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Given the increased public awareness of dementia, memory clinics and primary care physicians anecdotally report that patients are presenting with increasingly milder cognitive symptoms to request diagnosis and treatment. At present, there is little empirical knowledge about how to manage these patients clinically; most experts recommend continued observation, the use of nonpharmacological therapies such as exercise and mental activity, and possibly cognitive rehabilitation. The results of at least one randomized trial suggest that the cholinesterase inhibitor donepezil may delay progression to dementia, especially in patients who are APOE*E4 carriers (Petersen et al. 2005), but this has not been replicated or supported by other trials (Rosenberg et al. 2006). Initiation of pharmacological therapy is reserved for cases for which there is strong evidence of likely benefit—for example, when the patient appears to be about to transition to Alzheimer's dementia. For more a detailed approach to this issue, see Rosenberg et al. (2006).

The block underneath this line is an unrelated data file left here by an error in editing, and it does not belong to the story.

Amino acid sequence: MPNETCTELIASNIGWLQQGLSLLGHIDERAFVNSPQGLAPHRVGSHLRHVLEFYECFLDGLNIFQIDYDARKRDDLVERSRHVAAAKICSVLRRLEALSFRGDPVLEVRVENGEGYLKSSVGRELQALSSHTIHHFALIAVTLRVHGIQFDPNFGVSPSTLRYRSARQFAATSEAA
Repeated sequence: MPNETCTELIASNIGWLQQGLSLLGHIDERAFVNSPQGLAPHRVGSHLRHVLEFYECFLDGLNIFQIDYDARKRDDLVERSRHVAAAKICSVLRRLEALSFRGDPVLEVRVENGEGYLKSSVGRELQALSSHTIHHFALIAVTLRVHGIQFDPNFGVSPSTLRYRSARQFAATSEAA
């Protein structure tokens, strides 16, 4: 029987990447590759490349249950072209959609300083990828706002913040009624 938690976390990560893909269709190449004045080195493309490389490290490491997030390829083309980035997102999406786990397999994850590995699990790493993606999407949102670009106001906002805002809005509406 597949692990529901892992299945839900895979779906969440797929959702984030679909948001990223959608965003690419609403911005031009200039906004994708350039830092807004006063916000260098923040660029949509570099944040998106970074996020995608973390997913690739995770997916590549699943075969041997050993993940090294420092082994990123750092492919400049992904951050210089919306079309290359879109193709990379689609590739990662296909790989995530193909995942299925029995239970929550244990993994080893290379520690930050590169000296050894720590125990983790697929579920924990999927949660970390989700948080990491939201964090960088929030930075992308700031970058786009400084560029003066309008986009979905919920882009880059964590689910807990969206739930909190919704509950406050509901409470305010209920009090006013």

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Table 13–4. Contributing causes of neuropsychiatric symptoms
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Table 13–5. Evidence-based nonpharmacological treatments for neuropsychiatric symptoms
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Table 13–6. Guidelines for use of medications to treat neuropsychiatric symptoms
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Table 13–7. Supportive care for patients
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Table 13–8. Supportive care for the caregiver

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